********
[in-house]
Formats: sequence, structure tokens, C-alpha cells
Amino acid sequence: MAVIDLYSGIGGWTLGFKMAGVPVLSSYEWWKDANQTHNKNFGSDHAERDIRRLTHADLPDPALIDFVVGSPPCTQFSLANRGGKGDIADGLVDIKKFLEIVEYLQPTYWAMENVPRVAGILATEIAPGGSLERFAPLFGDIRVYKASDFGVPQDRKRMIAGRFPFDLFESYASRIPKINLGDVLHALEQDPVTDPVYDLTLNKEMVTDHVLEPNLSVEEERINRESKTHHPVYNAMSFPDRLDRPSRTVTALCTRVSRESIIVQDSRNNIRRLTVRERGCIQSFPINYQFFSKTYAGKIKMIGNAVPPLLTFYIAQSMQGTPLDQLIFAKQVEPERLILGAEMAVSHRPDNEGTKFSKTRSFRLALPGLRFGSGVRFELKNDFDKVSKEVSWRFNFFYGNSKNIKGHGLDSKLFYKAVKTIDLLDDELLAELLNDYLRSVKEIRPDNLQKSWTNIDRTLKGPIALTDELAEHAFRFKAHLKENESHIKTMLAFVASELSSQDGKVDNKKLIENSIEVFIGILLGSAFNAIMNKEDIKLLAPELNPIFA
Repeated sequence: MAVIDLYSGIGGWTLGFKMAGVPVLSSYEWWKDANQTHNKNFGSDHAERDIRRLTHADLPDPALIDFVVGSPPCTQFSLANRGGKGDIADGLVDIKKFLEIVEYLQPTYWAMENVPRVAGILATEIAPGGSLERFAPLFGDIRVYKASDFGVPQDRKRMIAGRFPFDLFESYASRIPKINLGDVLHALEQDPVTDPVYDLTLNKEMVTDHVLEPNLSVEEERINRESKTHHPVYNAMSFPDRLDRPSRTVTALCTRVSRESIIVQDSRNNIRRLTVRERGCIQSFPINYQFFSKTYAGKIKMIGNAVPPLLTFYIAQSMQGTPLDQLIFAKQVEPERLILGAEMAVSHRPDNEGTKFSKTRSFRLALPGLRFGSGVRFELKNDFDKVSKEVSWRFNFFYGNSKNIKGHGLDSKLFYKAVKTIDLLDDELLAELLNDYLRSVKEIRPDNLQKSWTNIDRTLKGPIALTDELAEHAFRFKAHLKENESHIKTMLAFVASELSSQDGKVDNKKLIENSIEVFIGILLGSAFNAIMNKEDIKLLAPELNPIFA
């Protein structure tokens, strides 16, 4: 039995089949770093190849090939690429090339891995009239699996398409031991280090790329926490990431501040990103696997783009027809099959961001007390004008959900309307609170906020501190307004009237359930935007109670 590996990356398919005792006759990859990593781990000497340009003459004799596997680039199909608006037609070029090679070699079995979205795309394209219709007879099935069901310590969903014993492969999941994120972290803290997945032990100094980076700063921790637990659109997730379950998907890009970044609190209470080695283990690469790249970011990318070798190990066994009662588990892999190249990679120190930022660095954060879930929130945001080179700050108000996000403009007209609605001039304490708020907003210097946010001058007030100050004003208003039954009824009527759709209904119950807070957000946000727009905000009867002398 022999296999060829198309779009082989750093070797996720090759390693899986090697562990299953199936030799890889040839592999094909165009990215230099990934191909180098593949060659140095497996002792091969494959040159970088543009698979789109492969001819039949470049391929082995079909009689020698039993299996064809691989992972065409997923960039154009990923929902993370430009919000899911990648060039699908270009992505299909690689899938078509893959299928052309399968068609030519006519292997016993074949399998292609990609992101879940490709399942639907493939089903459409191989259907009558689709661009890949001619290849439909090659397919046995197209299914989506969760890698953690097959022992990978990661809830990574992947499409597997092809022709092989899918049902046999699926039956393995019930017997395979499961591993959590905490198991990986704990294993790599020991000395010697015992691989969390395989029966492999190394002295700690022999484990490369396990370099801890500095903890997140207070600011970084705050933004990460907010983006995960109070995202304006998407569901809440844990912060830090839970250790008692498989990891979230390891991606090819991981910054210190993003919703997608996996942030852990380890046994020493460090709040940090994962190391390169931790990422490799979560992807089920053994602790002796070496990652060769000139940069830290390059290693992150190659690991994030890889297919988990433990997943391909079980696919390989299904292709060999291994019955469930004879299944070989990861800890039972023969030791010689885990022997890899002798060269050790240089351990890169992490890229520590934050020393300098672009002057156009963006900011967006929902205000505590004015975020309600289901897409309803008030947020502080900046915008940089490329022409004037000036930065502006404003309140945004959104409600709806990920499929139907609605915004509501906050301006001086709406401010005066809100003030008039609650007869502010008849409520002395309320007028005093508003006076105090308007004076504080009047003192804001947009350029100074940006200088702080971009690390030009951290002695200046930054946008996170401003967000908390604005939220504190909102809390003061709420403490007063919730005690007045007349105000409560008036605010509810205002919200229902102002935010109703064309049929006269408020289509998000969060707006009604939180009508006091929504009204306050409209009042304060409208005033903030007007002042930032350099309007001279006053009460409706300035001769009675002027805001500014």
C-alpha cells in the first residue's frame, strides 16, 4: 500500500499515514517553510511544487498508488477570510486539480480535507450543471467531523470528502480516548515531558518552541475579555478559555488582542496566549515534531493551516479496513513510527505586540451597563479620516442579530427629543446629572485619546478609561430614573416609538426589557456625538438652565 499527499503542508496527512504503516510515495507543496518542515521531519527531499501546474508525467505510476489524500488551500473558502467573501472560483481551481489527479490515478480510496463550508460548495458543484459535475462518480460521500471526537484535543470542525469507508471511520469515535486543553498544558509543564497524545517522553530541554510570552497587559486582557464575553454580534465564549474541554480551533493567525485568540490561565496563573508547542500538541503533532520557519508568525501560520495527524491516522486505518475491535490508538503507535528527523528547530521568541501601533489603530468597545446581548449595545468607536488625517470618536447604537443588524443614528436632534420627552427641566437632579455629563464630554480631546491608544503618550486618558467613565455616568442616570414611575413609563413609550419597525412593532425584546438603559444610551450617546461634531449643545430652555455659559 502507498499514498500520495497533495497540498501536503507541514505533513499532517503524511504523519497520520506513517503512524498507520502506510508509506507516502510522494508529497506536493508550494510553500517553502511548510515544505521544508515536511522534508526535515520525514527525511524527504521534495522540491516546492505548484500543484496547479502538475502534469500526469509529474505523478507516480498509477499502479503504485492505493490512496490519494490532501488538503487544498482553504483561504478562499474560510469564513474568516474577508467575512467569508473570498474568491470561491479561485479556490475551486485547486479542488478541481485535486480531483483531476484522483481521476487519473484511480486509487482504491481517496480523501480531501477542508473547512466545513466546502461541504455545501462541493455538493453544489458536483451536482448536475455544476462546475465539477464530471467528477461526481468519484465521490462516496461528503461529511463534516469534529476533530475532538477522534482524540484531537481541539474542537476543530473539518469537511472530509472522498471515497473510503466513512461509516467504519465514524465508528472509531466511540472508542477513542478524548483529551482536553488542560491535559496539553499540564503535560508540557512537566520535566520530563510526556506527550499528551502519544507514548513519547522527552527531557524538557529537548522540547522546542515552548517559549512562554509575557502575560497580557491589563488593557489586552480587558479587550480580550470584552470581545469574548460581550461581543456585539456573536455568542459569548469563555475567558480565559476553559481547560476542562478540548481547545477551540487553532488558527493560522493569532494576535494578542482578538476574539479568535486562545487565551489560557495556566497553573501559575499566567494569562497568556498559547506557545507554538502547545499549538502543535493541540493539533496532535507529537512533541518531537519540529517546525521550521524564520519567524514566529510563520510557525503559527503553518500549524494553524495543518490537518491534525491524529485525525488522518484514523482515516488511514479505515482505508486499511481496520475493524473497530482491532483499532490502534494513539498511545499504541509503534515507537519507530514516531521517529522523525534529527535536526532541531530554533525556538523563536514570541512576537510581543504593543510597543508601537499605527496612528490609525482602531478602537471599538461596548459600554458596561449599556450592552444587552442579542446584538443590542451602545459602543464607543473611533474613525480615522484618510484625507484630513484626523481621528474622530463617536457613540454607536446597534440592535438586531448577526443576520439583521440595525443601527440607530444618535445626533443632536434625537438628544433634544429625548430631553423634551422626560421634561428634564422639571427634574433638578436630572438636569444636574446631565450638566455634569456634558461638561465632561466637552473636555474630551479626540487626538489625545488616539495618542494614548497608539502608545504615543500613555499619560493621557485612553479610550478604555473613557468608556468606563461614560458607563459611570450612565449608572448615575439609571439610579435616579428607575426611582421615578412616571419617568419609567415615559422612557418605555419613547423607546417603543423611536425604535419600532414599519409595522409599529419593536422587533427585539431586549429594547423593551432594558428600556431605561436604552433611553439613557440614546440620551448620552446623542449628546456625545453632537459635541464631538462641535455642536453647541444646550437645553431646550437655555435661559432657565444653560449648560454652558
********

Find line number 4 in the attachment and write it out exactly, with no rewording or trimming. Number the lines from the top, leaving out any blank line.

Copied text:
Repeated sequence: MAVIDLYSGIGGWTLGFKMAGVPVLSSYEWWKDANQTHNKNFGSDHAERDIRRLTHADLPDPALIDFVVGSPPCTQFSLANRGGKGDIADGLVDIKKFLEIVEYLQPTYWAMENVPRVAGILATEIAPGGSLERFAPLFGDIRVYKASDFGVPQDRKRMIAGRFPFDLFESYASRIPKINLGDVLHALEQDPVTDPVYDLTLNKEMVTDHVLEPNLSVEEERINRESKTHHPVYNAMSFPDRLDRPSRTVTALCTRVSRESIIVQDSRNNIRRLTVRERGCIQSFPINYQFFSKTYAGKIKMIGNAVPPLLTFYIAQSMQGTPLDQLIFAKQVEPERLILGAEMAVSHRPDNEGTKFSKTRSFRLALPGLRFGSGVRFELKNDFDKVSKEVSWRFNFFYGNSKNIKGHGLDSKLFYKAVKTIDLLDDELLAELLNDYLRSVKEIRPDNLQKSWTNIDRTLKGPIALTDELAEHAFRFKAHLKENESHIKTMLAFVASELSSQDGKVDNKKLIENSIEVFIGILLGSAFNAIMNKEDIKLLAPELNPIFA